Google Allo's best new feature is privacy


Google had quite a few exciting new announcements at I/O 2016, but probably the one new thing it announced and that will end up being used by most people is its new messenger Allo.

Allo comes with a bunch of interesting and fun features: it supports emoji, stickers and a new Whisper Shout feature (you can control the size of the font, go small to wshisper and big to shout), but also supports automatic replies and integrates the new smart Google Assistant.

Those are all great features, but in a world of increasing government surveillance, there is one other feature about Allo that we're particularly excited about: privacy.

There are quite a few messengers these days that claim to offer private and secure messaging. The most popular is likely Telegram, an app developed by Pavel Durov, the creator-in-exile of Russia's most popular social network, VKontakte. After the government basically forced Durov out of his own company in order to have full control over the precious data that users generate in the social network, Durov moved out of the country and started work on Telegram. Unfortunately, from a cryptographic point of view, the agreement is that Telegram is not secure: it requires a phone number to register, uses a custom protocol rather than an open one (which is seen as a weakness in crypto circles), it collects tons of metadata and can gather the information about your connections on its servers.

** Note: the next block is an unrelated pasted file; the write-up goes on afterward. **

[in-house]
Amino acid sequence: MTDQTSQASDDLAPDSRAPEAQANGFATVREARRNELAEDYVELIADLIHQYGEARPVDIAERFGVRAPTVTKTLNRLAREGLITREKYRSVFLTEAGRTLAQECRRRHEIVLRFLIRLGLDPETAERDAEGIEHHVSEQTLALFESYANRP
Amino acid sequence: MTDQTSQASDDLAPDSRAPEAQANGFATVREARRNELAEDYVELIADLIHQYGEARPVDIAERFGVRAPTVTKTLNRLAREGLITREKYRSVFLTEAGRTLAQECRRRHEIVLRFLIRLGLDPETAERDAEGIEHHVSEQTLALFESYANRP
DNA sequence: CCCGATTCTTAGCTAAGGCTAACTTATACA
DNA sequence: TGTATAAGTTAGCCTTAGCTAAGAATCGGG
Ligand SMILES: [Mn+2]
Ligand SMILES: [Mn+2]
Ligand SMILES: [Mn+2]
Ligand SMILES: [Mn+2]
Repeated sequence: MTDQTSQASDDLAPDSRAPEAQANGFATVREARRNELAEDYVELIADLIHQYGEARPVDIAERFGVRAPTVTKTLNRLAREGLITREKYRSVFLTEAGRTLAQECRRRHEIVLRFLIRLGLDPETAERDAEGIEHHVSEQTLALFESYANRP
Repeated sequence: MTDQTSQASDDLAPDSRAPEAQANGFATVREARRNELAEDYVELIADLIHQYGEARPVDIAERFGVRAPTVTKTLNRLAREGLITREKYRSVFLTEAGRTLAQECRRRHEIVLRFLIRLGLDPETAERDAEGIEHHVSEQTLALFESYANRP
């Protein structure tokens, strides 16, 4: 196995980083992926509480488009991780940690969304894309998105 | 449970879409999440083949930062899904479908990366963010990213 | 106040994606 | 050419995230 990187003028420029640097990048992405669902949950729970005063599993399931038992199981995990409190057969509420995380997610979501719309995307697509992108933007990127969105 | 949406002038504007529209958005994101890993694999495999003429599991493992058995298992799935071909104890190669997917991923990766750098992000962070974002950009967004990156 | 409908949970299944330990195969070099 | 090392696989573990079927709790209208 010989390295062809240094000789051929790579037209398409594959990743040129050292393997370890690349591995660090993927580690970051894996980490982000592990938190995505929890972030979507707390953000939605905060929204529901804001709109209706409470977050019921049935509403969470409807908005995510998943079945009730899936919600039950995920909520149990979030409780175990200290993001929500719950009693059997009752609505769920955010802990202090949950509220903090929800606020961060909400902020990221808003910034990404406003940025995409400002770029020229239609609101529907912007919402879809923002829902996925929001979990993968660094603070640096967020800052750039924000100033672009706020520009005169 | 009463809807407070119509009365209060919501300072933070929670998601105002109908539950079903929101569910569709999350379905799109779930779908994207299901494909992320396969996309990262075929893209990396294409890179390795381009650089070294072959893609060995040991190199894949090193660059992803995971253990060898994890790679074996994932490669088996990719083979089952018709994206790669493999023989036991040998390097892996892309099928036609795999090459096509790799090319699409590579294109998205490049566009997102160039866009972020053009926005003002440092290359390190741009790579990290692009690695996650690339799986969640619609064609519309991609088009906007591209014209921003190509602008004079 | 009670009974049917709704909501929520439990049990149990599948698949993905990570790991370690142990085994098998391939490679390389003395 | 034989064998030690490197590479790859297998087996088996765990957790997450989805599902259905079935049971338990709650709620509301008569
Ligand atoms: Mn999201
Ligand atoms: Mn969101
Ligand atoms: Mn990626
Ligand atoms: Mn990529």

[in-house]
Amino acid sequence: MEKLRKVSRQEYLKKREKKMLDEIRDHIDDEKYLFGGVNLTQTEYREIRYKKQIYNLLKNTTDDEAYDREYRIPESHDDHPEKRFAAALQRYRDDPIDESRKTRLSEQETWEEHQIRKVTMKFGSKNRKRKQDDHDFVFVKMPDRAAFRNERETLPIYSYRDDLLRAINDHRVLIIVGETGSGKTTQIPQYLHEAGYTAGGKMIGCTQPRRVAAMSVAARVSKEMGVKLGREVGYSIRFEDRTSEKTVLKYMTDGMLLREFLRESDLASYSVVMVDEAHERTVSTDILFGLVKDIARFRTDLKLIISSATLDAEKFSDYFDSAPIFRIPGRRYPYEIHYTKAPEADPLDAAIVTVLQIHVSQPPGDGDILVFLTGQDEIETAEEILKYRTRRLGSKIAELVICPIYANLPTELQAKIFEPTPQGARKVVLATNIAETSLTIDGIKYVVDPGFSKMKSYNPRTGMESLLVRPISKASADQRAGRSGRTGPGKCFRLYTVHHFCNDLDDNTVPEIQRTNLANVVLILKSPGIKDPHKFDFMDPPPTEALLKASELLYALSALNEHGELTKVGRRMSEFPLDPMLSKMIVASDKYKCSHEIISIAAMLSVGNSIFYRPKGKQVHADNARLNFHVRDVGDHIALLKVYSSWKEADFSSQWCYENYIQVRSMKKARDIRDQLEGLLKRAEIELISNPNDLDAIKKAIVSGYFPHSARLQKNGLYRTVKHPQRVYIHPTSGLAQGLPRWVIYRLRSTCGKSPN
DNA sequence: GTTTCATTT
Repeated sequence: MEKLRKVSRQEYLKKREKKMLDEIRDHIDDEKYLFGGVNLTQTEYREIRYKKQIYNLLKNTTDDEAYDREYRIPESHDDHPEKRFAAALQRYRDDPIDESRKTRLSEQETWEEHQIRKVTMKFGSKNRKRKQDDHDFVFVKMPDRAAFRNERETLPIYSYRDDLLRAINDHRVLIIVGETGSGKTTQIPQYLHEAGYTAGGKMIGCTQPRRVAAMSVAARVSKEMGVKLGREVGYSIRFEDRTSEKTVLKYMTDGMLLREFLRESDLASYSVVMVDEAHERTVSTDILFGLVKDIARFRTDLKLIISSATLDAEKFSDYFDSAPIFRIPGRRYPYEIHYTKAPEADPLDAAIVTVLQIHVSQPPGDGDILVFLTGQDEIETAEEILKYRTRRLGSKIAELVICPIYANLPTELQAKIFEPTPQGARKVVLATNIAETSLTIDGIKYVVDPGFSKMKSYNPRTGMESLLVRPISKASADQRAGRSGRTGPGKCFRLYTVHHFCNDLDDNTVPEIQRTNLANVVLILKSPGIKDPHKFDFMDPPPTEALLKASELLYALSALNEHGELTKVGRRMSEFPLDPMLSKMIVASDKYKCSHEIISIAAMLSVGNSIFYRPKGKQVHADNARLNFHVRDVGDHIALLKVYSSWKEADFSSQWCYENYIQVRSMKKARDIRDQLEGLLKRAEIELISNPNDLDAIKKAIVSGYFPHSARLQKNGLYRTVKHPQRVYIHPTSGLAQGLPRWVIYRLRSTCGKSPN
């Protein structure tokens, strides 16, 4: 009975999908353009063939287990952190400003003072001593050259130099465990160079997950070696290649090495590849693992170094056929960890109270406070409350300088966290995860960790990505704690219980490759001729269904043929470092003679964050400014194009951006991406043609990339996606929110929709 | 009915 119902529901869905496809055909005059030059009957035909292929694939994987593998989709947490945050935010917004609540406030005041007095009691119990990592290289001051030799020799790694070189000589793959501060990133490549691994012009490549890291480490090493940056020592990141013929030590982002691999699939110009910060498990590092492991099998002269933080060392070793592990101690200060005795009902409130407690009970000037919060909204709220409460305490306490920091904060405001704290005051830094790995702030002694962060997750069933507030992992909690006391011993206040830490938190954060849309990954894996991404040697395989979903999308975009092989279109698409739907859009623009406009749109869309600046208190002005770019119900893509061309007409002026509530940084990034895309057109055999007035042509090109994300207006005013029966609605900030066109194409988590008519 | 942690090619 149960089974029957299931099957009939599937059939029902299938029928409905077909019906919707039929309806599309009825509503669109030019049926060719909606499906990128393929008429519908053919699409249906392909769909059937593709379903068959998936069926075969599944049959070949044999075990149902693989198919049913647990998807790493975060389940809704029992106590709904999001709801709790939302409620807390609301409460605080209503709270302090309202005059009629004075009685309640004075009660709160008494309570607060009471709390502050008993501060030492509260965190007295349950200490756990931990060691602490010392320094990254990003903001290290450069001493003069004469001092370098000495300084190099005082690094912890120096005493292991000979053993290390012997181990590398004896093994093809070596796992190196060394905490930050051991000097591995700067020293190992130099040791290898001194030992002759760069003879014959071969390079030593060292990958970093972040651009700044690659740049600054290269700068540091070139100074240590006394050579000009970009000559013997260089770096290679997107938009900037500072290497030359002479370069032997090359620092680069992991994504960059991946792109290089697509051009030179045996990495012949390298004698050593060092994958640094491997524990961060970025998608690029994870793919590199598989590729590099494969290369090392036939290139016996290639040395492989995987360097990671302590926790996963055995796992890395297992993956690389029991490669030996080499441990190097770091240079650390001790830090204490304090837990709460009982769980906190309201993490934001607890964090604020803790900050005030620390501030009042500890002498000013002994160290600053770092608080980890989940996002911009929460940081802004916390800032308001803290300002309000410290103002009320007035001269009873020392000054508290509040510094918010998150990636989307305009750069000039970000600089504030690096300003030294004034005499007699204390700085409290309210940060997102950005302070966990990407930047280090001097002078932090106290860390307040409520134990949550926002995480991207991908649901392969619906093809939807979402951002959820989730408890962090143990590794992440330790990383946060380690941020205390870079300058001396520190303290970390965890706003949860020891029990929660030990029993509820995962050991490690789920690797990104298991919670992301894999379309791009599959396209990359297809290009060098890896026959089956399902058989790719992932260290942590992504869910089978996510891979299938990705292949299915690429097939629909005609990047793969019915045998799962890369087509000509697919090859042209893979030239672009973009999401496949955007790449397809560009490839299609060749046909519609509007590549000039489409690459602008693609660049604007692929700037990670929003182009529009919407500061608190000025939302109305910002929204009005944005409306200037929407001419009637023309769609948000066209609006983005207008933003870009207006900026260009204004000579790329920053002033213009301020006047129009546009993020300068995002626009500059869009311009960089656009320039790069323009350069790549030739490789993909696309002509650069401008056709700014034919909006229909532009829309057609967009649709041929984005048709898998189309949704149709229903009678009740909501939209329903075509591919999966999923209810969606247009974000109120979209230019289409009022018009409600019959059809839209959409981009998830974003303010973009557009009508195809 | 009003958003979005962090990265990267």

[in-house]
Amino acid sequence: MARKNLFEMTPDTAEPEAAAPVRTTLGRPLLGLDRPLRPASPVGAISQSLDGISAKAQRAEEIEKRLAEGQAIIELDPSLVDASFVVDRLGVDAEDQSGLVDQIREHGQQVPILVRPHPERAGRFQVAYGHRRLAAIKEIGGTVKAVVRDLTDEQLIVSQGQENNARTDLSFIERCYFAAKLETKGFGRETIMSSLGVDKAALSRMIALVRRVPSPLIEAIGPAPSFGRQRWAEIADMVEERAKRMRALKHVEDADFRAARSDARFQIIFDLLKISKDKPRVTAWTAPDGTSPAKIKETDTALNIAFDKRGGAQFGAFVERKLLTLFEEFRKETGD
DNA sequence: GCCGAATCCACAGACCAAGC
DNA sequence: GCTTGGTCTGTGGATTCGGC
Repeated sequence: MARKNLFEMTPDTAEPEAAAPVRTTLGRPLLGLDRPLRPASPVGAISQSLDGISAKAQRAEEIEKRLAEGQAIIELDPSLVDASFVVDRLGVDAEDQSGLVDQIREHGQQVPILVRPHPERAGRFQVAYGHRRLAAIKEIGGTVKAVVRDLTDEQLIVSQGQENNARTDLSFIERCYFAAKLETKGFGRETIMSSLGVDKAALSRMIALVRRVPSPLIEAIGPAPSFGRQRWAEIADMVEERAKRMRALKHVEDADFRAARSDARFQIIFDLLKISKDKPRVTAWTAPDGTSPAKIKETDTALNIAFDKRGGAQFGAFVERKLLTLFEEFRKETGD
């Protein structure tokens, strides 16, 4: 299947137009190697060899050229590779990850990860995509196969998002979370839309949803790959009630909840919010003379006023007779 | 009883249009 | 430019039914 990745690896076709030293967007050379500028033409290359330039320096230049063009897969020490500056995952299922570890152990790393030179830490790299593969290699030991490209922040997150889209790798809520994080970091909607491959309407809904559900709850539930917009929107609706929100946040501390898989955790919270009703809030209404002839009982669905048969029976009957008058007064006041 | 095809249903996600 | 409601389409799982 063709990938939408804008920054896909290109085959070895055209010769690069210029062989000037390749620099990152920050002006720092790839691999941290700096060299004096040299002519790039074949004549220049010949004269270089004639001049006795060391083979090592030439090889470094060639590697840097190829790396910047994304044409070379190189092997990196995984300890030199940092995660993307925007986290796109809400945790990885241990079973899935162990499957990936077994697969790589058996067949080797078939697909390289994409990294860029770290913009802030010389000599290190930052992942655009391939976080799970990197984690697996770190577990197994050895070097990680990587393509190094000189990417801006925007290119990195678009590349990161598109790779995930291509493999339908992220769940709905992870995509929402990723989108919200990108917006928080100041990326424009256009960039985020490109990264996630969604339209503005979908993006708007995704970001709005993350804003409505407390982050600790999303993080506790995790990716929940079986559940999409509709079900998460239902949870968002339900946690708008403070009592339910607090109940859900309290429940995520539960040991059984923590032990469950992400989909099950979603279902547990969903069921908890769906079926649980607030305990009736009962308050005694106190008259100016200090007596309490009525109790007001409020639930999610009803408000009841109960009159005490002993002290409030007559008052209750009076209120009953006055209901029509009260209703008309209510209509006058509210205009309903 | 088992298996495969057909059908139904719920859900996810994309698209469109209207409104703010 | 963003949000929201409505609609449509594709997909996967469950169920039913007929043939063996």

For secure and private chats, experts usually recommend the Signal private messenger for iPhone and Android, and/or Cryptocat for desktop. Signal, for instance, uses the well-respected Text Secure protocol that delivers end-to-end encryption and overall is seen as providing the better security method.

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Good news is that Google's Allo has officially partnered with Open Whisper Systems, the developers behind the secure Signal app. This means that the new 'Incognito' mode in Allo will likely support the same very secure protocol and provide real private messaging to its users. And that might just be its best new feature.

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